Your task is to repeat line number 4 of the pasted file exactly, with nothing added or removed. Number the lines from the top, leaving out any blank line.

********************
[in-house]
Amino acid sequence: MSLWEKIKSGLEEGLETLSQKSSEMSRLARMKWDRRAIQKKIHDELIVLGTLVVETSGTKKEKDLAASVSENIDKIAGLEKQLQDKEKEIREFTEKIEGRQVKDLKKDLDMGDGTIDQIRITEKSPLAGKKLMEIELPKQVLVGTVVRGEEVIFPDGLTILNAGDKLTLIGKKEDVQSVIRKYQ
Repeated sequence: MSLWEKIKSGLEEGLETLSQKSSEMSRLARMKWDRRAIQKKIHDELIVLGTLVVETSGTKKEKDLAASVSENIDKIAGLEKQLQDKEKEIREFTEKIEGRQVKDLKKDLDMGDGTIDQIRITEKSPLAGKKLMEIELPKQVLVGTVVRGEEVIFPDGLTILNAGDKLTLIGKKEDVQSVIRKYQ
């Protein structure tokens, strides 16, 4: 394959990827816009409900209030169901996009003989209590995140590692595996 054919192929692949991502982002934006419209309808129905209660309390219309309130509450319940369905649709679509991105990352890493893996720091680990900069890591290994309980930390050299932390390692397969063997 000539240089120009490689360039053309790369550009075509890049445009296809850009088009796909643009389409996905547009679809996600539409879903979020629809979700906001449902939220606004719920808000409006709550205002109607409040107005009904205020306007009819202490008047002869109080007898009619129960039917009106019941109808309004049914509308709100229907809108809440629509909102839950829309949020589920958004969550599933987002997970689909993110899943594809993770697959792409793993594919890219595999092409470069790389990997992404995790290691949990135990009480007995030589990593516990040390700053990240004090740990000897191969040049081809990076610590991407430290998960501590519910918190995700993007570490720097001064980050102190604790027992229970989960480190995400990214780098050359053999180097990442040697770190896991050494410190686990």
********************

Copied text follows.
């Protein structure tokens, strides 16, 4: 394959990827816009409900209030169901996009003989209590995140590692595996 054919192929692949991502982002934006419209309808129905209660309390219309309130509450319940369905649709679509991105990352890493893996720091680990900069890591290994309980930390050299932390390692397969063997 000539240089120009490689360039053309790369550009075509890049445009296809850009088009796909643009389409996905547009679809996600539409879903979020629809979700906001449902939220606004719920808000409006709550205002109607409040107005009904205020306007009819202490008047002869109080007898009619129960039917009106019941109808309004049914509308709100229907809108809440629509909102839950829309949020589920958004969550599933987002997970689909993110899943594809993770697959792409793993594919890219595999092409470069790389990997992404995790290691949990135990009480007995030589990593516990040390700053990240004090740990000897191969040049081809990076610590991407430290998960501590519910918190995700993007570490720097001064980050102190604790027992229970989960480190995400990214780098050359053999180097990442040697770190896991050494410190686990």